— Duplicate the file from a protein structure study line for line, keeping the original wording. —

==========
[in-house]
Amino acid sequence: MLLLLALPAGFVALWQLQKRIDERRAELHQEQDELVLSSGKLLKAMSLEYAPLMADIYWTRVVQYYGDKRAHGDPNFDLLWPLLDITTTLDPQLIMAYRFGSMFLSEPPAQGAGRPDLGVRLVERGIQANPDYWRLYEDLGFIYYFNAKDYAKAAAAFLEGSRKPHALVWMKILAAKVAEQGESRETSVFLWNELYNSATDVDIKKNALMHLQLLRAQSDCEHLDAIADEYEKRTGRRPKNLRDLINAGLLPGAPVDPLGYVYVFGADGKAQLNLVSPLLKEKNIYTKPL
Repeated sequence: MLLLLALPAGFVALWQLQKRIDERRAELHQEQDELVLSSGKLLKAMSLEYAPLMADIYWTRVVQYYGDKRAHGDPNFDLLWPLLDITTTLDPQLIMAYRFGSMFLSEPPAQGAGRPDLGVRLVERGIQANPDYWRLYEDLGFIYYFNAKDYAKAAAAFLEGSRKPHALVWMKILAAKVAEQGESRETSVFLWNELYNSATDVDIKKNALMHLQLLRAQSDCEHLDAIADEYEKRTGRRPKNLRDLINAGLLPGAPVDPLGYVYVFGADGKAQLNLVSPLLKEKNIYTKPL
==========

[in-house]
Amino acid sequence: MLLLLALPAGFVALWQLQKRIDERRAELHQEQDELVLSSGKLLKAMSLEYAPLMADIYWTRVVQYYGDKRAHGDPNFDLLWPLLDITTTLDPQLIMAYRFGSMFLSEPPAQGAGRPDLGVRLVERGIQANPDYWRLYEDLGFIYYFNAKDYAKAAAAFLEGSRKPHALVWMKILAAKVAEQGESRETSVFLWNELYNSATDVDIKKNALMHLQLLRAQSDCEHLDAIADEYEKRTGRRPKNLRDLINAGLLPGAPVDPLGYVYVFGADGKAQLNLVSPLLKEKNIYTKPL
Repeated sequence: MLLLLALPAGFVALWQLQKRIDERRAELHQEQDELVLSSGKLLKAMSLEYAPLMADIYWTRVVQYYGDKRAHGDPNFDLLWPLLDITTTLDPQLIMAYRFGSMFLSEPPAQGAGRPDLGVRLVERGIQANPDYWRLYEDLGFIYYFNAKDYAKAAAAFLEGSRKPHALVWMKILAAKVAEQGESRETSVFLWNELYNSATDVDIKKNALMHLQLLRAQSDCEHLDAIADEYEKRTGRRPKNLRDLINAGLLPGAPVDPLGYVYVFGADGKAQLNLVSPLLKEKNIYTKPL